How To Protect Your Dog From Hypothermia


In freezing temperatures dogs are as much at risk of injury as we are. Here are some simple tips you can use to keep them safe:

  • When outside, prevent direct contact. Exposed skin will chill much quicker if coming into direct contact with frozen surface. For dogs this obviously includes foot pads. The other area of concern is any retained moisture on the dog’s skin. In sub-zero temperatures water will freeze quickly and possibly cause severe chilling to the affected areas.
  • Heating units can be dangerous. The obvious way to warm up on a hot day is with a room heater. When dogs are around, heaters can be a dangerous item. They can be knocked over by a playful pet and the wires can be chewed up causing electrocution. I have also seen dogs develop thermal burns from just sleeping in front of the heater. Keep the dog out of the direct line of heat and the heater up and off the ground.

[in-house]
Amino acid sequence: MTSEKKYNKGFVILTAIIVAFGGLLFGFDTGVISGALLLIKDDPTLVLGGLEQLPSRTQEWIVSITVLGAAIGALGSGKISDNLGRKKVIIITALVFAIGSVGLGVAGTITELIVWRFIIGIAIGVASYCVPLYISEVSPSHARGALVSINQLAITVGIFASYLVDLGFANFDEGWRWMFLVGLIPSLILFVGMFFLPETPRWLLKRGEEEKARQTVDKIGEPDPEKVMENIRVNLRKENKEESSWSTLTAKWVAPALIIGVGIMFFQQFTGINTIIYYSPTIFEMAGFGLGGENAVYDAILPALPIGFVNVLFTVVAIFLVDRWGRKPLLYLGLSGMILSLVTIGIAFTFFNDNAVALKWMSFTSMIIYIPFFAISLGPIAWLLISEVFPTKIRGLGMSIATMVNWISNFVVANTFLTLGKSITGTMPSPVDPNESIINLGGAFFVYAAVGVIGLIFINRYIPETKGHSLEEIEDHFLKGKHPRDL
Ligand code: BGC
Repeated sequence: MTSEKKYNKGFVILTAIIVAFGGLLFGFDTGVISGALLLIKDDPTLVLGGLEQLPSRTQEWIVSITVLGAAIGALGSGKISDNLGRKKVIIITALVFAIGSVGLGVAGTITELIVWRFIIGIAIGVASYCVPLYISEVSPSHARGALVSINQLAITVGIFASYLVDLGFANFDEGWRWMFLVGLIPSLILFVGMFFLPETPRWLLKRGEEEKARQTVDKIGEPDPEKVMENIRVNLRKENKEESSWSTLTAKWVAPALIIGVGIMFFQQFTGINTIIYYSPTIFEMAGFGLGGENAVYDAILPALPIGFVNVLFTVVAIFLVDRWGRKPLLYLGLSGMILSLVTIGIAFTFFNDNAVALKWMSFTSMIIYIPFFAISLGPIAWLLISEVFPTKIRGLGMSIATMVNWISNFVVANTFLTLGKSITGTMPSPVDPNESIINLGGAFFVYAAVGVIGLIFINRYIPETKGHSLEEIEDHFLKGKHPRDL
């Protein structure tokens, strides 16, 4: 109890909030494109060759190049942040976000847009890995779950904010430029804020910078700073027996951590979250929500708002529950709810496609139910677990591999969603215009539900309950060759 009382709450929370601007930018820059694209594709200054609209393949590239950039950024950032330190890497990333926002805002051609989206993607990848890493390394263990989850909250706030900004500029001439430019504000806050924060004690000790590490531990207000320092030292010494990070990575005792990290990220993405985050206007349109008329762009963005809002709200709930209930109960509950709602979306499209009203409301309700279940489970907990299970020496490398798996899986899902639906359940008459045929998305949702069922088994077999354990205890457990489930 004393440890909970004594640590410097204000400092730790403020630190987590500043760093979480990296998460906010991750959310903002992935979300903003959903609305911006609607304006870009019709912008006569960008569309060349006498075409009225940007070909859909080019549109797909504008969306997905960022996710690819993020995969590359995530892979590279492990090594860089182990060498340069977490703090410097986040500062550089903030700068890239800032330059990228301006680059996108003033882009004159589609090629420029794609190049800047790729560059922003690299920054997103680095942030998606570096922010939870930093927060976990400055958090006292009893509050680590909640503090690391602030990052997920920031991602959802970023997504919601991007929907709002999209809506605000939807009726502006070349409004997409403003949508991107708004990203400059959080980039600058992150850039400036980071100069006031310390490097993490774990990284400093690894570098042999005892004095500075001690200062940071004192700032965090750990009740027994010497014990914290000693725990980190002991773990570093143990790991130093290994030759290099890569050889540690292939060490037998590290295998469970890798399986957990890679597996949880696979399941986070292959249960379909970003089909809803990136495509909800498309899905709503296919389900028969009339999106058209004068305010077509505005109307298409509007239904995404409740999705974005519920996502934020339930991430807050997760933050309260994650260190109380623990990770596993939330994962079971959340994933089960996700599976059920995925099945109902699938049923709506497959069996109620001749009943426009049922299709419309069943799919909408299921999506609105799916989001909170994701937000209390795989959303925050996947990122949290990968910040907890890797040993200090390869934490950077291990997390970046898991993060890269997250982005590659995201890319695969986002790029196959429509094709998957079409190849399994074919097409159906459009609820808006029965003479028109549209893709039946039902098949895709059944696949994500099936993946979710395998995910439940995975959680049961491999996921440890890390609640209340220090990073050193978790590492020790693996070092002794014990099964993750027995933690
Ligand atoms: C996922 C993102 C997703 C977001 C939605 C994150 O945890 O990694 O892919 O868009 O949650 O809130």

• Central heating means dry heating. With the cold upon us, the central heating units kick in. The circulated air is much drier then the regular air your dogs breathe. This means that more water would need to be drunk to compensate for your pet’s water loss. Make sure fresh cool water is freely available (I am sure you do anyway) and if your pet is older or has a chronic illness, be on guard for problems developing.

About Dr Vadim Chelom

Dr Vadim is a house call Veterinarian in Melbourne
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